Once the coffee was cleaned up as best as we could manage we took back off to the Sandia Crest. It was right at an hour drive in most of a circle to go around the mountains and then back up to the crest. Once at Sandia Crest we found colder temperatures than expected and some significant wind. The car said it was 36 degrees out but it felt well below freezing and colder even than our day on Deception Peak. We went to use the facilities at the trailhead before starting our hike with signs on the door stating that they were maintained by the shop at the crest. I am not sure why they claimed them because even for vault toilets they were literally the nastiest I have ever seen.
So several minor tragedies managed we finally got to set of our hike. We planned to follow the North Crest Trail (Trail 130) a short two miles north from Sandia Crest, the high point of the mountains, to the North Sandia Crest which is a point at about 10,430’. The hike really wasn’t the best and was solidly rock and with plenty of tree roots. Tree roots were all over the trails in Arkansas but are a rarity in New Mexico. I don’t know if the dogs were just fired up from being cooped up while we were gone the day before or what but they were not good hiking companions. Ripley managed to apply just the slightest pressure on her leash that caused me to trip over a rock or root.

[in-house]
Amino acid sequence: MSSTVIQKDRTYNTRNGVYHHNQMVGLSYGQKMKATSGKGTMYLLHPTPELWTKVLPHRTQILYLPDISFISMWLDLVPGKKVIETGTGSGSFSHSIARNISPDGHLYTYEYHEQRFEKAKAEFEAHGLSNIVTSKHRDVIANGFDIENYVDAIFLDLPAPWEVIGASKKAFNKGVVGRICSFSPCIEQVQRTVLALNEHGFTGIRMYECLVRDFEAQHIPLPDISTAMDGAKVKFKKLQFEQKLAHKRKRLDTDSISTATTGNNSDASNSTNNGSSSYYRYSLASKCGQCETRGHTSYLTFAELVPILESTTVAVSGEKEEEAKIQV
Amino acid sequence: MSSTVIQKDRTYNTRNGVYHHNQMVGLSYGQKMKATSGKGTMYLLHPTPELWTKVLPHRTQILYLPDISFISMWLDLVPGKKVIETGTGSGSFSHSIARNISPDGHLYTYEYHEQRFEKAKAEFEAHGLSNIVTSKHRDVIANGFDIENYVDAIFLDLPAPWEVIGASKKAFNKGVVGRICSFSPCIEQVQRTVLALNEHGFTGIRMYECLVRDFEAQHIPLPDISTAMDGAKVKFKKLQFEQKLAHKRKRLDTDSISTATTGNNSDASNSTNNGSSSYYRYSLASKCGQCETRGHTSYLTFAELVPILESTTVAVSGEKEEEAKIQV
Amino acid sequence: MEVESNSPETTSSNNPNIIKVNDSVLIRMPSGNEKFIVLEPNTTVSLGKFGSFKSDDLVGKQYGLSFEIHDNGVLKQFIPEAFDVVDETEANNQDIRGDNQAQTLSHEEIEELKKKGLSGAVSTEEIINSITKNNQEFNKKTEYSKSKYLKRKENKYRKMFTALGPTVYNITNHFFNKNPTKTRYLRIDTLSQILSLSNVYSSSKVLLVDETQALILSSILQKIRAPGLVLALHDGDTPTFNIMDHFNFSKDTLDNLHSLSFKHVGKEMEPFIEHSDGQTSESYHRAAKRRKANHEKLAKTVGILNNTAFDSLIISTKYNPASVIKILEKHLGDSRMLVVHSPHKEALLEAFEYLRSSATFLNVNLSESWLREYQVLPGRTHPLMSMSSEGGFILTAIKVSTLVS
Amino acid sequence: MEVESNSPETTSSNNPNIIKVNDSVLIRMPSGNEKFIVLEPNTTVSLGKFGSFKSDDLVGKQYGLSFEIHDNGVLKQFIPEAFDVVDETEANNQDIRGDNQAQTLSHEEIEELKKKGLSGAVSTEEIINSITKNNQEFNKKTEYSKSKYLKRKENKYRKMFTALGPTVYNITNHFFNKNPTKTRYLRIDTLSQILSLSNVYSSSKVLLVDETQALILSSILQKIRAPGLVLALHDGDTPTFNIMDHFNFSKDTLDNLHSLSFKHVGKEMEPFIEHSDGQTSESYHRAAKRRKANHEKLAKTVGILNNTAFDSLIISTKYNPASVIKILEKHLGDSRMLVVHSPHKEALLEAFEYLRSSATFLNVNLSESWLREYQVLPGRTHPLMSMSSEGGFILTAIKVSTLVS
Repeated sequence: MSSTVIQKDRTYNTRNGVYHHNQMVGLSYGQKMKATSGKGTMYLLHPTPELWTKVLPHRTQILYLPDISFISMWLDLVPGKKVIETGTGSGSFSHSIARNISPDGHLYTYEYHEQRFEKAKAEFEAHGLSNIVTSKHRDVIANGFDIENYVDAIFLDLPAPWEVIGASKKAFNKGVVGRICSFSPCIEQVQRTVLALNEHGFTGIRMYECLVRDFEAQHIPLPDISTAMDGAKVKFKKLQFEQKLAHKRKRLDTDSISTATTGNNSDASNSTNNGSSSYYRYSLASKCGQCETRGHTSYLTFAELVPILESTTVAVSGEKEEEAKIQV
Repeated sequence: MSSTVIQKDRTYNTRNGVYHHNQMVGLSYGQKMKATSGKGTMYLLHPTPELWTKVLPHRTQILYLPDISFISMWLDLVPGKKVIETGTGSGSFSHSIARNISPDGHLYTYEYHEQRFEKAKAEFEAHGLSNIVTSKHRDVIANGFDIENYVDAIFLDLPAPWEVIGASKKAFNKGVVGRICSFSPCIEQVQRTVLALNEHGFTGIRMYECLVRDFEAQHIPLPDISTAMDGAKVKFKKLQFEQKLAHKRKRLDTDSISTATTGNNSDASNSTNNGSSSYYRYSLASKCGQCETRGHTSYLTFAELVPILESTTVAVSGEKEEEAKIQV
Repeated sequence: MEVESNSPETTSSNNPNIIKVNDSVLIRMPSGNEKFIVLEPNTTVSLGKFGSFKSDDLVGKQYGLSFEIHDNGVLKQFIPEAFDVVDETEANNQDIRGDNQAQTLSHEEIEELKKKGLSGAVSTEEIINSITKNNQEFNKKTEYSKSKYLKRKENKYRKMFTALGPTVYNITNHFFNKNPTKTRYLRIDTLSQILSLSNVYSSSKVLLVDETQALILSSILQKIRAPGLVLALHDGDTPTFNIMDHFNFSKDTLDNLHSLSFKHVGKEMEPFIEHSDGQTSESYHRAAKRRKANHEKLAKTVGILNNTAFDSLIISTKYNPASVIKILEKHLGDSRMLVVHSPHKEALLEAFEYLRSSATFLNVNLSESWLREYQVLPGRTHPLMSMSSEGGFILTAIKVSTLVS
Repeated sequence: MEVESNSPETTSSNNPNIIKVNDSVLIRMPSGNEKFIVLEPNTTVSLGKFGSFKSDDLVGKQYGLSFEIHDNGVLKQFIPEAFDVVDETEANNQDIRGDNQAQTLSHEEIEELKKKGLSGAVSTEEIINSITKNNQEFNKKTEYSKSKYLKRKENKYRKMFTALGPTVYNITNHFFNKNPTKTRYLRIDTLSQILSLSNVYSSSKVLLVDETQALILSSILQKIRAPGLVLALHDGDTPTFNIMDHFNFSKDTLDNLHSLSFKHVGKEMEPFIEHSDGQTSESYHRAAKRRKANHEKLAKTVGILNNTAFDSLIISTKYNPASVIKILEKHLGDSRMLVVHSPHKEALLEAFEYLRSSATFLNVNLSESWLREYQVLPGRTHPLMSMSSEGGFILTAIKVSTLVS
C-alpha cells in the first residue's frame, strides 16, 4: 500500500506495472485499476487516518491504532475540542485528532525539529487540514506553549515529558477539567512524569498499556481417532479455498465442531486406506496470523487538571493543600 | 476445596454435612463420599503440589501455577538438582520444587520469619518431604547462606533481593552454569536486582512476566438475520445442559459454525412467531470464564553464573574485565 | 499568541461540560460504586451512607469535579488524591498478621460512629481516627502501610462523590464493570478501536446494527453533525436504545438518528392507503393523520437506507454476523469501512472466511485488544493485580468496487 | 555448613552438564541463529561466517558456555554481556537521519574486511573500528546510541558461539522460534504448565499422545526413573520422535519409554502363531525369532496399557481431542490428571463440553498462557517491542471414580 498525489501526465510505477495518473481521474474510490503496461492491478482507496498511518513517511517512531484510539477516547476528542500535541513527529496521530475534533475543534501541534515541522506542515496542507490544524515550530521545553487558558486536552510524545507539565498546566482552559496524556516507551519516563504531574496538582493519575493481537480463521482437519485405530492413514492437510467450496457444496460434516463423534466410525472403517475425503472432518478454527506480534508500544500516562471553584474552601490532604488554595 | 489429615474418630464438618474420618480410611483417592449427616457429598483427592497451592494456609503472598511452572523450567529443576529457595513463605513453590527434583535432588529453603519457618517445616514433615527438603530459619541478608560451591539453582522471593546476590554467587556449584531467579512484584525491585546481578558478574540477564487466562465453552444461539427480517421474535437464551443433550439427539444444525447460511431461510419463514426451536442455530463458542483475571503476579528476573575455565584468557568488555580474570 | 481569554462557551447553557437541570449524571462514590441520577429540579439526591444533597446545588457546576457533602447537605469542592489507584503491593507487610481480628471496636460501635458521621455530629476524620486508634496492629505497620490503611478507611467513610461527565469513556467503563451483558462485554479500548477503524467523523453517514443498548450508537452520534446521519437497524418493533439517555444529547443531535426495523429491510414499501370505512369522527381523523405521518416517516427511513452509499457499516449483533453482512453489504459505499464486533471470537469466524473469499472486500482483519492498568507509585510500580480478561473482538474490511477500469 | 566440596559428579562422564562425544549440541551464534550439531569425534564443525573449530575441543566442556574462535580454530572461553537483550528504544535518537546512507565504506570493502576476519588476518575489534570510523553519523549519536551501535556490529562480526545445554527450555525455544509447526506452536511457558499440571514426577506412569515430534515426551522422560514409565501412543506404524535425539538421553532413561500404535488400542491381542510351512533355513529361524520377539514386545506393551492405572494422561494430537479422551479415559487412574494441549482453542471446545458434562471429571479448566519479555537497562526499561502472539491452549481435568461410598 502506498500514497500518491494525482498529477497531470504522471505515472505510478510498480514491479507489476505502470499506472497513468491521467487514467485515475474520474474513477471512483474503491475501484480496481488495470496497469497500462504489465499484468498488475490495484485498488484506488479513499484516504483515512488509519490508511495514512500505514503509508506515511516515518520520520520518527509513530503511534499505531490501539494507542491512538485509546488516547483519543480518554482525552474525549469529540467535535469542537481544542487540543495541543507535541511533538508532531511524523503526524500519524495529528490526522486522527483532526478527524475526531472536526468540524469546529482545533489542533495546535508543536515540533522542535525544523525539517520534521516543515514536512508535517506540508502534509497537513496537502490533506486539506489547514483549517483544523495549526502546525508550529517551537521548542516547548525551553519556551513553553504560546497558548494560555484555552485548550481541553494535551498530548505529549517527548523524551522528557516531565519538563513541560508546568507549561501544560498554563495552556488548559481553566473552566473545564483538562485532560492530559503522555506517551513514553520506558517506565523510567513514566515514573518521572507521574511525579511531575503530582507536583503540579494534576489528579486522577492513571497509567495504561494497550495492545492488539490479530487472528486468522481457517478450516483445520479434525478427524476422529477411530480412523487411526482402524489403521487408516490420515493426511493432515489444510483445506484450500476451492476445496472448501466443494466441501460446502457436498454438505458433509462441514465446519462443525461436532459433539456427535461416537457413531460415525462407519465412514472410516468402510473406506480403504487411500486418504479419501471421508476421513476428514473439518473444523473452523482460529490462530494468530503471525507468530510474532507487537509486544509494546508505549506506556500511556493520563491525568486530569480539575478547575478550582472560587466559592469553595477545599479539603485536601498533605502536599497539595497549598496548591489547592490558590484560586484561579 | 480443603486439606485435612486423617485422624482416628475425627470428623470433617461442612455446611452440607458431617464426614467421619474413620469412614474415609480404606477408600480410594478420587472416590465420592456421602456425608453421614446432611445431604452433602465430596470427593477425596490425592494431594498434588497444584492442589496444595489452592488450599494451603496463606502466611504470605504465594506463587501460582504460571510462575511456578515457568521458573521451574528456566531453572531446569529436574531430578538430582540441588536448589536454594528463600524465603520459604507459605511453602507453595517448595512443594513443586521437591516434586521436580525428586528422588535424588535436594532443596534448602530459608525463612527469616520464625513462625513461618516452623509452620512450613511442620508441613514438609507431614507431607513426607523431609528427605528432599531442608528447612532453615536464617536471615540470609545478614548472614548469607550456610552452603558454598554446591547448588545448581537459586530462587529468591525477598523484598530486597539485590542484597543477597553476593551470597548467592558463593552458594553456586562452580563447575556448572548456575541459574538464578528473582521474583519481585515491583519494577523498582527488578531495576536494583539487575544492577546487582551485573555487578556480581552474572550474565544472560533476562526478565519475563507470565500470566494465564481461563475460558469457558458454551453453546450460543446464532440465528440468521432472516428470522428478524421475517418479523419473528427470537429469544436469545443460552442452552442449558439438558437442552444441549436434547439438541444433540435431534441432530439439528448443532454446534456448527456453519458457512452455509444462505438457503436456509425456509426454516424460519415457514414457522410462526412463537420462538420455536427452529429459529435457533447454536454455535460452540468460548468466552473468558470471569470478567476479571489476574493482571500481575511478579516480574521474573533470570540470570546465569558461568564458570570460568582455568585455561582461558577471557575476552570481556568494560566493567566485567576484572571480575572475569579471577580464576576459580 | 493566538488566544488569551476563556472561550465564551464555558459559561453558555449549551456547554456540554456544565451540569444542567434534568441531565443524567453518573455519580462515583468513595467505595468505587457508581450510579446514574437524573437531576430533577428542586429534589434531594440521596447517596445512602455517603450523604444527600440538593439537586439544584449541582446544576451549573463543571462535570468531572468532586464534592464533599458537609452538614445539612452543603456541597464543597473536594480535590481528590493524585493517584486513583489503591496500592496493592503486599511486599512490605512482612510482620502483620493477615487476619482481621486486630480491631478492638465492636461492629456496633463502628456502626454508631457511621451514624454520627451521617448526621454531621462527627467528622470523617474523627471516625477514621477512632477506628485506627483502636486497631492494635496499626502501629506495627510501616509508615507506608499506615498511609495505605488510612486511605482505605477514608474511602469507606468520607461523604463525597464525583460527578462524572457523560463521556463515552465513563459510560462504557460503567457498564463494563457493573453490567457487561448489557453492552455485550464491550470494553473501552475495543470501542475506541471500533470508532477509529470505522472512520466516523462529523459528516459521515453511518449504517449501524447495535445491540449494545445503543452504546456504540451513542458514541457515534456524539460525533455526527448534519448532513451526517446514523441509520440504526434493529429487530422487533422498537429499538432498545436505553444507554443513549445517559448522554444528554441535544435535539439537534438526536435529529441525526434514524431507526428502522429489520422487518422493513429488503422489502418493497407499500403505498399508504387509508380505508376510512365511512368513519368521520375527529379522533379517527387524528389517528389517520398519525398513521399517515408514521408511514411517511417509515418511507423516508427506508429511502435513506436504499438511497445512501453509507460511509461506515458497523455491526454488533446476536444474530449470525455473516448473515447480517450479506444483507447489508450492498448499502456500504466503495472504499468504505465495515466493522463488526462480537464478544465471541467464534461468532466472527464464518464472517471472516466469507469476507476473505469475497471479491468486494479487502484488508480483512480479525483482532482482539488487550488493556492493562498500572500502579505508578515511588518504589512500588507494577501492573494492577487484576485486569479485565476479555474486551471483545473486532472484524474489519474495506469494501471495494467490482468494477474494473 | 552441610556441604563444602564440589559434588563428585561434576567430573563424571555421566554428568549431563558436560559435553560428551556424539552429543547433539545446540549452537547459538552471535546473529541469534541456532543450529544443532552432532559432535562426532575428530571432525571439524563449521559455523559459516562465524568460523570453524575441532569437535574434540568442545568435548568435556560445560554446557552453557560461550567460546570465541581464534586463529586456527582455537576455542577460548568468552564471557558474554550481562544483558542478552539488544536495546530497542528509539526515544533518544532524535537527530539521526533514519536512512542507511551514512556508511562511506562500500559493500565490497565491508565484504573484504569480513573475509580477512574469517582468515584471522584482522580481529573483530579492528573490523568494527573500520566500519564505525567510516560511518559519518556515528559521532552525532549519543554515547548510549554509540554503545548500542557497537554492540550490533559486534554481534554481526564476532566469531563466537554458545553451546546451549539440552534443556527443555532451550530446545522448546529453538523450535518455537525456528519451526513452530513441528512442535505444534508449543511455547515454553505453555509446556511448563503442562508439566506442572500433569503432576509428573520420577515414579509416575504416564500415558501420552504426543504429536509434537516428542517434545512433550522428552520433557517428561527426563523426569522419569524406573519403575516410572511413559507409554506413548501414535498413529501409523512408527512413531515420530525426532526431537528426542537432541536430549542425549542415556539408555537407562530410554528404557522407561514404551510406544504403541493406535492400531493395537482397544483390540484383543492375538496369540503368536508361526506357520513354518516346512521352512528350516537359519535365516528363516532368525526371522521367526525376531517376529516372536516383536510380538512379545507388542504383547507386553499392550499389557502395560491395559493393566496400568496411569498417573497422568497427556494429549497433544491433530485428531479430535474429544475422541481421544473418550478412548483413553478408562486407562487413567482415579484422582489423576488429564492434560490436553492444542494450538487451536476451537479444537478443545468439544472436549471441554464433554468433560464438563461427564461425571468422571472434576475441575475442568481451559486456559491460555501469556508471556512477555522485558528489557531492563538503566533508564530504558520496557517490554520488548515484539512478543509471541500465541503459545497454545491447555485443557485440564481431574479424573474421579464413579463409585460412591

The trail really wasn’t that good but it did have a bunch of off shoots to lookouts from the mountain back over Albuquerque. The North Sandia Crest actually didn’t have much in the way of views due to trees but several of the lookouts before provided a great background for some nice photos. We turned around and covered the short mileage back home including a small side trail adventure. All in all we ended up doing 4.6 miles with 733’ of elevation gain in 1:42. On the way home we stopped at Brickyard Pizza and grabbed a green chili Lobo Pizza for lunch which might have been the high point of the trip.
Sadly this hike was meant to just be a nice easy one that we could fit into an otherwise busy weekend but it really didn’t deliver. I guess you can’t win every weekend and we have had some great trips over the last couple of months. Usually our dogs are solid on hikes. Lilly the Siberian Husky has a knee issue so she is capped at 4-6 miles but they pups did not make this an easy trip. Hopefully we can turn the luck around next weekend and have another great trip.
After my hike of Santa Fe Baldy on Saturday we decided to take a day trip up to the Bisti/De-Na-Zin Wilderness Area or as it is more commonly known Bisti Badlands. This trip was actually our furthest one to date as Bisti Badlands is about two and half hours from Albuquerque up in the northwest corner of New Mexico. We got up about 7am and got all of stuff including our Siberian Husky, Lilly, and our German Shepherd, Ripley, loaded up and ready to go. We had to make a customary stop at Starbucks for pupcups, little espresso cups full of whipped cream for the dogs, and then we headed off to Bisti Badlands.